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Senator Bacik speaking on the Expenses Scandal, and Funding for Education

08 October 2009

Order of Business

Senator Ivana Bacik: It is clear we need a debate on expenses. This Order of Business has effectively turned into a debate on expenses and allowances and I echo the calls of others on both sides of the House to the Leader for that debate. I share the concern expressed by others at the way in which all Members have been tarred with the same brush as a result of the revelations in The Sunday Tribune in particular but I urge caution about attacking the media.

The Sunday Tribune and others have done a public service in doing their job as investigative journalists in seeking—information on abuse. We need to be clear about this. Of course, the majority are not abusing the system of expenses but, where there are unjustifiable claims, overspending and lavish travel, there is real and justified public anger. I disagree with Senator Leyden who said this was just a distraction. We must consider the matter in the context of the real world, in which people are losing jobs and facing pay cuts and house repossessions for defaulting on mortgage repayments. People are more angered in such circumstances than they would be at any other time by revelations of excessive spending in the Houses of the Oireachtas or Ministers' expenses. We should make it clear in a debate that a different regime applies to Ministers' expenses. They are not subject to the same scrutiny as those of Members of the Seanad.

I ask the Leader for a debate on education. I welcome, as others have done, the good news that both UCD and Trinity College are now ranked in the top 100 colleges in the world. Trinity College has moved up to 43rd place and is now ranked 13th in Europe. This is excellent news and tribute must be paid to all involved, both students and staff. This ranking is in the face of very severe cutbacks in the education sector.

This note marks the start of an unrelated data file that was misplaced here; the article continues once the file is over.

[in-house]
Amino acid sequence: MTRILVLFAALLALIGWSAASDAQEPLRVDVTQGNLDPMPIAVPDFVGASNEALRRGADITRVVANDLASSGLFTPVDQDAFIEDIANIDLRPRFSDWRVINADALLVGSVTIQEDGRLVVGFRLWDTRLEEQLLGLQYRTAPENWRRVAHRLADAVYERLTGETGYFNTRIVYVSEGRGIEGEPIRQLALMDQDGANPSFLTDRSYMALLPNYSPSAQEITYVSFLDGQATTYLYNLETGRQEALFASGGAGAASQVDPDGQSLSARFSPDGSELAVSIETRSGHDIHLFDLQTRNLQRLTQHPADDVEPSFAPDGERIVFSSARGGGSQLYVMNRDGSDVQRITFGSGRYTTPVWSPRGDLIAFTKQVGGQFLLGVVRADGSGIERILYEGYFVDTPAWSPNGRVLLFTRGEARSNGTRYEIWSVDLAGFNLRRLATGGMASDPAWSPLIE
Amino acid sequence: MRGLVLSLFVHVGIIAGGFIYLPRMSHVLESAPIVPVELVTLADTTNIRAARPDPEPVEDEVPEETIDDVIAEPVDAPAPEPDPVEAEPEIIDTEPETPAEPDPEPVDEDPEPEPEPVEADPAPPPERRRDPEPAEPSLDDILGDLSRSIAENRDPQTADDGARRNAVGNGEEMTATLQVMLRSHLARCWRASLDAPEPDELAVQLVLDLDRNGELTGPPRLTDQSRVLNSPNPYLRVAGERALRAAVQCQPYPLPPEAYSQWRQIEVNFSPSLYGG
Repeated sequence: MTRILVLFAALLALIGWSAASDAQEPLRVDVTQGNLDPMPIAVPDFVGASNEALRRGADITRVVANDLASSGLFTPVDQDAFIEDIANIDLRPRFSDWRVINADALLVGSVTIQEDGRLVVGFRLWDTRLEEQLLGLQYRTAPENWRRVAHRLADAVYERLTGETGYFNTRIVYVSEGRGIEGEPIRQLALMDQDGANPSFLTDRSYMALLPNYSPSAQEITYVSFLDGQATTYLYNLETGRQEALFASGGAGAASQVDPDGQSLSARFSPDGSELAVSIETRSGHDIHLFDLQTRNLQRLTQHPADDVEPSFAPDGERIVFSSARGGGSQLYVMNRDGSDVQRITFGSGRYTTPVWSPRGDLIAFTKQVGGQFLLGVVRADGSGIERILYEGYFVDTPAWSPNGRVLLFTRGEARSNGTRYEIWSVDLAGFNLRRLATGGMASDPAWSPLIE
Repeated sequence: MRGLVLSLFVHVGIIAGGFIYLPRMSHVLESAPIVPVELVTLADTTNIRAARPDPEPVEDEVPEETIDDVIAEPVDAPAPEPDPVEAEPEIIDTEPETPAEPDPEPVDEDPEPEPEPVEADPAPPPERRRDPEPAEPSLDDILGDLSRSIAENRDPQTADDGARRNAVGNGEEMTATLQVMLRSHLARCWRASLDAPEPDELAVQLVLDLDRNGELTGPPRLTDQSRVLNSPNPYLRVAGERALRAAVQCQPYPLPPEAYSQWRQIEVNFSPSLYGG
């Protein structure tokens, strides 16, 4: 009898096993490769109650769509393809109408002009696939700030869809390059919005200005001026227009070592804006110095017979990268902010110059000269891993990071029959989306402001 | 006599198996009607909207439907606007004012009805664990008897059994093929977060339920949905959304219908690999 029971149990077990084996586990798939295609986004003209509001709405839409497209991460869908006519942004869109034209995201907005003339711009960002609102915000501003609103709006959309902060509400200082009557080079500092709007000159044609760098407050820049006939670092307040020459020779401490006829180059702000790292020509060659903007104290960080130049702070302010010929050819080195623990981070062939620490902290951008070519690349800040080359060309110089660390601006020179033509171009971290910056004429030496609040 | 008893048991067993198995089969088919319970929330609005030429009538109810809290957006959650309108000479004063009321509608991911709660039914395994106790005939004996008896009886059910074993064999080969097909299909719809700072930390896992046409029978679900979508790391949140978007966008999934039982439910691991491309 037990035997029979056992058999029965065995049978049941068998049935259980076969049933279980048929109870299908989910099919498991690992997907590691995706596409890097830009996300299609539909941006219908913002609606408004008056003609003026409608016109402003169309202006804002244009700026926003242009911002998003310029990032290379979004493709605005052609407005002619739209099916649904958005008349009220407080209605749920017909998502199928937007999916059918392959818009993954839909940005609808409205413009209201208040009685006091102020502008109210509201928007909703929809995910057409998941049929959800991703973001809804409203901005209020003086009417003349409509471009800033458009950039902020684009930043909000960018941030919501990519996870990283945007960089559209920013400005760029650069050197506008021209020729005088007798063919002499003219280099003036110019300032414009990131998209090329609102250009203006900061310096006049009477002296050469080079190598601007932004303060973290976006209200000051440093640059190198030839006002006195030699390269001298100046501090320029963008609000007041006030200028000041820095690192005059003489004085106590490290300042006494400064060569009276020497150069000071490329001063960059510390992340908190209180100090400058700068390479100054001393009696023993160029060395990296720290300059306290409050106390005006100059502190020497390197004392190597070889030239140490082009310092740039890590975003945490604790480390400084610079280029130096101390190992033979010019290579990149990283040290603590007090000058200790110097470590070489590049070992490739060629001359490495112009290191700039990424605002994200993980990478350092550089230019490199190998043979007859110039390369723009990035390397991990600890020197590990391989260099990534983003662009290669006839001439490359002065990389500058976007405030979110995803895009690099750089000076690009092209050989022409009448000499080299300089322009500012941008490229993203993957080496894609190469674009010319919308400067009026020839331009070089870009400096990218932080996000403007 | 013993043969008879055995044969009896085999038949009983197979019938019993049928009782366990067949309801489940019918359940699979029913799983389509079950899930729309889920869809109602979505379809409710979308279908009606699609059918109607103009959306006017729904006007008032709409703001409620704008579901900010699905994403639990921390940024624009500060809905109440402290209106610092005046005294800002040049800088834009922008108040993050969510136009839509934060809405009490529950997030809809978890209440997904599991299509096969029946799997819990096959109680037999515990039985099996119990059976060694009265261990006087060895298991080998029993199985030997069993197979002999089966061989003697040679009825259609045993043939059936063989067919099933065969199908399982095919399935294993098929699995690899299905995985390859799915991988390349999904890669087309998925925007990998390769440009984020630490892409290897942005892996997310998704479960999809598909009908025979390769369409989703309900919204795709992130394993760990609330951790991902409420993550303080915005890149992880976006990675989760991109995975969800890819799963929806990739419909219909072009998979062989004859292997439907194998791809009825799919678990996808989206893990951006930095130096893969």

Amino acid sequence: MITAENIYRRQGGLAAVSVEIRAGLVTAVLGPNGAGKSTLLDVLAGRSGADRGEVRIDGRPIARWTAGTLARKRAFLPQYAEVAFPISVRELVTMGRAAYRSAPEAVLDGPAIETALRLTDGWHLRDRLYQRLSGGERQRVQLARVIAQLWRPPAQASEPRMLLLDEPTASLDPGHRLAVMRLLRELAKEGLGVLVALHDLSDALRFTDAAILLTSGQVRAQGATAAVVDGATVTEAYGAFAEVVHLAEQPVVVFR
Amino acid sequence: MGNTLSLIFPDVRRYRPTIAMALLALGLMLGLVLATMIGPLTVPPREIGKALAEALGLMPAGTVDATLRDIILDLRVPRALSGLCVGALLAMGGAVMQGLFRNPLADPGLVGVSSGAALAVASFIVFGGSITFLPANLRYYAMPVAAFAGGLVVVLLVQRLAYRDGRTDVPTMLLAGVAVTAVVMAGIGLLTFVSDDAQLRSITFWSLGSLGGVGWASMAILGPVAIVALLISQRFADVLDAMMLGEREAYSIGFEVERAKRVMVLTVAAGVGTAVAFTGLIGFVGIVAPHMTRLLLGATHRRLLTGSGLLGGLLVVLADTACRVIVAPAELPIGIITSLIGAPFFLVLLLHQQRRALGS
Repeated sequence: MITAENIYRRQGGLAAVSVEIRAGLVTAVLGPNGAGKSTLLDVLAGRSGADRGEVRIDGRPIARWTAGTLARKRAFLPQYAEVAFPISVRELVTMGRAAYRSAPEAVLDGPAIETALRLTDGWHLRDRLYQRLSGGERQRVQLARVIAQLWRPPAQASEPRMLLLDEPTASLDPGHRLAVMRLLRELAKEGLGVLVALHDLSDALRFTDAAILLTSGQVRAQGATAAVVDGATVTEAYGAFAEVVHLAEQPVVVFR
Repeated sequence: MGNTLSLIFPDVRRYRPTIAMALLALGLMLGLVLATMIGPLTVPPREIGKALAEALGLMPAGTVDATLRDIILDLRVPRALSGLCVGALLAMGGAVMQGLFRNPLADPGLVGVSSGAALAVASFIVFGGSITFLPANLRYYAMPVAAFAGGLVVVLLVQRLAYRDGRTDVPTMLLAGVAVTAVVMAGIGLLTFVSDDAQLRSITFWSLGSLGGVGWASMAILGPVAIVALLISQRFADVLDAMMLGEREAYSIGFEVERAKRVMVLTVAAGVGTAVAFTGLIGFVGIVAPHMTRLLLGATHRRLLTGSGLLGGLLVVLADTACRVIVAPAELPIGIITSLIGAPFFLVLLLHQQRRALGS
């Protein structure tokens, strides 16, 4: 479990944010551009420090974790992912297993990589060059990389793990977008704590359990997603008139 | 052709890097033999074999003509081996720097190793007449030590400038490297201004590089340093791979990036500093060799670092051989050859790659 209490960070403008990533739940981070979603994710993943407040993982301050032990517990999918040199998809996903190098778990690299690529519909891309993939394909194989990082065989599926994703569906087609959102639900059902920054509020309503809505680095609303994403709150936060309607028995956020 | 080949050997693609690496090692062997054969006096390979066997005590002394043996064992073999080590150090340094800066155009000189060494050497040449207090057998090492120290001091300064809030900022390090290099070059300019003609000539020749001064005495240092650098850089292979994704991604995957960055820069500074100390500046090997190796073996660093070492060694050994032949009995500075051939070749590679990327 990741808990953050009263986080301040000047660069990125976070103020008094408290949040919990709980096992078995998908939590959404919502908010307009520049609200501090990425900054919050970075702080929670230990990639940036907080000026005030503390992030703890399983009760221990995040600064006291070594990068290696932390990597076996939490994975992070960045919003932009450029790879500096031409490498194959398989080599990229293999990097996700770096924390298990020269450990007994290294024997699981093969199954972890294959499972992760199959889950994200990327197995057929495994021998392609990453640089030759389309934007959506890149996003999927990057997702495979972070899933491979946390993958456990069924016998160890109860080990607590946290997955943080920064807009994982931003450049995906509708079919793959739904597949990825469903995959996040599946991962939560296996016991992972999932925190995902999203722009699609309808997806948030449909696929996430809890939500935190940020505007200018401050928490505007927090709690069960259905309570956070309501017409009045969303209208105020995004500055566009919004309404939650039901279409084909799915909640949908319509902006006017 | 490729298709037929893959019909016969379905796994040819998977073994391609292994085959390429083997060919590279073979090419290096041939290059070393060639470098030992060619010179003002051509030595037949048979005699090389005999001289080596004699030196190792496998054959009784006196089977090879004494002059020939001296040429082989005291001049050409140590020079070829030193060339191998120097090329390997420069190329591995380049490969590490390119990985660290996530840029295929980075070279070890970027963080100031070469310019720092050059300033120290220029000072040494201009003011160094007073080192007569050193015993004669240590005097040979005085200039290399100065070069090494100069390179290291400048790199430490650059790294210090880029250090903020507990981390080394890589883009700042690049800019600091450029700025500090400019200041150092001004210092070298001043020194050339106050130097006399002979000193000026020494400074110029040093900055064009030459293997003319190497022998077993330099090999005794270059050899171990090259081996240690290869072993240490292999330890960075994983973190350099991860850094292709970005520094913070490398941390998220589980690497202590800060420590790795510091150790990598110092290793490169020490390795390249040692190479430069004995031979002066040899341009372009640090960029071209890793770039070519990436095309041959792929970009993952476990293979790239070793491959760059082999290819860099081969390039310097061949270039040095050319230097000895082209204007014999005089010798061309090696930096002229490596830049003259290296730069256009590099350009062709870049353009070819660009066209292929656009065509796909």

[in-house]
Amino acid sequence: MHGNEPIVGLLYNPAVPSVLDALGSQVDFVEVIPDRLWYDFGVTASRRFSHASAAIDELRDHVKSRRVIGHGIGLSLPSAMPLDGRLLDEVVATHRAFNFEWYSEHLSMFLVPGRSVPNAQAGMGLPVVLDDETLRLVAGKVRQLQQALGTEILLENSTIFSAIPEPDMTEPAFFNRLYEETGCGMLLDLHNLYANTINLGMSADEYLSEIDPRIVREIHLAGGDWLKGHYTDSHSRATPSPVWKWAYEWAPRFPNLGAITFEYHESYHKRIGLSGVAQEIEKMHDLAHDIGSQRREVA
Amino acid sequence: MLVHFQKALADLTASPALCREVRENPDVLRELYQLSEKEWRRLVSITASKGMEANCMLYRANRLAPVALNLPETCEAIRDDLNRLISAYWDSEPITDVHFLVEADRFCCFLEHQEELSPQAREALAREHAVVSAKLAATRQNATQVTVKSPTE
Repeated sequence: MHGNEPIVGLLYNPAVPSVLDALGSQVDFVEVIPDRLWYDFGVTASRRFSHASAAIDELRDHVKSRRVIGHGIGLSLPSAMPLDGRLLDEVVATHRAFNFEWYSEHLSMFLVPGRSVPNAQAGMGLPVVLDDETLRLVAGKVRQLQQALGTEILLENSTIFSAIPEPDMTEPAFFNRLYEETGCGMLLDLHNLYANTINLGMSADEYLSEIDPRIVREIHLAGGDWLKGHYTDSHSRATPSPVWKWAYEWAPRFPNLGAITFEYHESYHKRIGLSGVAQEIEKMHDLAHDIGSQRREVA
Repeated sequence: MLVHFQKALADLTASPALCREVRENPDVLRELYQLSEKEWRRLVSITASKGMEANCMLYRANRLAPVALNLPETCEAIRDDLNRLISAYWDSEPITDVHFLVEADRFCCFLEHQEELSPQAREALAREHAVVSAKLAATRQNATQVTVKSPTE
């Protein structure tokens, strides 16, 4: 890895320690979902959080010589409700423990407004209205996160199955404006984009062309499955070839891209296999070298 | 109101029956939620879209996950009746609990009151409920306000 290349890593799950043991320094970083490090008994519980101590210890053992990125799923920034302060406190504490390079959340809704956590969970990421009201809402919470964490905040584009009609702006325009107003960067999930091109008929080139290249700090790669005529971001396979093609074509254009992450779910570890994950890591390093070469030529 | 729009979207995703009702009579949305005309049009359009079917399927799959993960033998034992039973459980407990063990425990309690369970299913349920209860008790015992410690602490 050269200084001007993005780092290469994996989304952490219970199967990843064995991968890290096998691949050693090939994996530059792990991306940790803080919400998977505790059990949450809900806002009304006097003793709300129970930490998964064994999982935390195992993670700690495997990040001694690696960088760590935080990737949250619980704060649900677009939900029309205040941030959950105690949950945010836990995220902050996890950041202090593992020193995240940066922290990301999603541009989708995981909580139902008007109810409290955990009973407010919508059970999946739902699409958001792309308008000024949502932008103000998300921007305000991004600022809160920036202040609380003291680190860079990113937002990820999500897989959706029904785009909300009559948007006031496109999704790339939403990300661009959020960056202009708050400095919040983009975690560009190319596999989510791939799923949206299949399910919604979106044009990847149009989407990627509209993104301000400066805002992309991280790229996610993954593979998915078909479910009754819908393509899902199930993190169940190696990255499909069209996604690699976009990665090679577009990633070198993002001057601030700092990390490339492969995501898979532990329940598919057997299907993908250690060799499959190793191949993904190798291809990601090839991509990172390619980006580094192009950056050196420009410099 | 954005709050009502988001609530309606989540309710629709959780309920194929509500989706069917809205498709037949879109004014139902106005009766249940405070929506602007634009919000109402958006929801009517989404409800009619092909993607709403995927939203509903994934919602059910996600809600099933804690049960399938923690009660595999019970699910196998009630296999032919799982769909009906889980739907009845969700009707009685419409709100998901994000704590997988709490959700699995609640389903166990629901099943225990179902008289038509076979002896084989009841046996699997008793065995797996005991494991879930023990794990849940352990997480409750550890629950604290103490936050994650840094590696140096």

I echo Senator Hannigan's call for a debate on overall funding, particularly in the light of the disturbing news that funds allocated for the schools building programme were not fully spent, despite the clear needs of so many primary schools nationally. We need to address severe deficiencies in funding at third level. Yesterday I attended a protest organised by the students' union of Dublin Institute of Technology, DIT, at which protest the impact of cuts at the institute was very clearly outlined by the large numbers of students present. The DIT which has 22,000 students is the largest third level institute in Ireland. It makes a considerable commitment to facilitating disadvantaged and second-chance students. The cutbacks have had a severe impact and the hours worked by both full-time and part-time staff have been cut. The staff complement has decreased and laboratories and libraries have been closed. Even rubbish disposal has been affected; we have seen rubbish piling up in DIT campuses because of the absence of sufficient funding. We need to address this issue. The DIT is ranked only 326th in the world and needs to raise its status. However, it cannot do so in the present climate.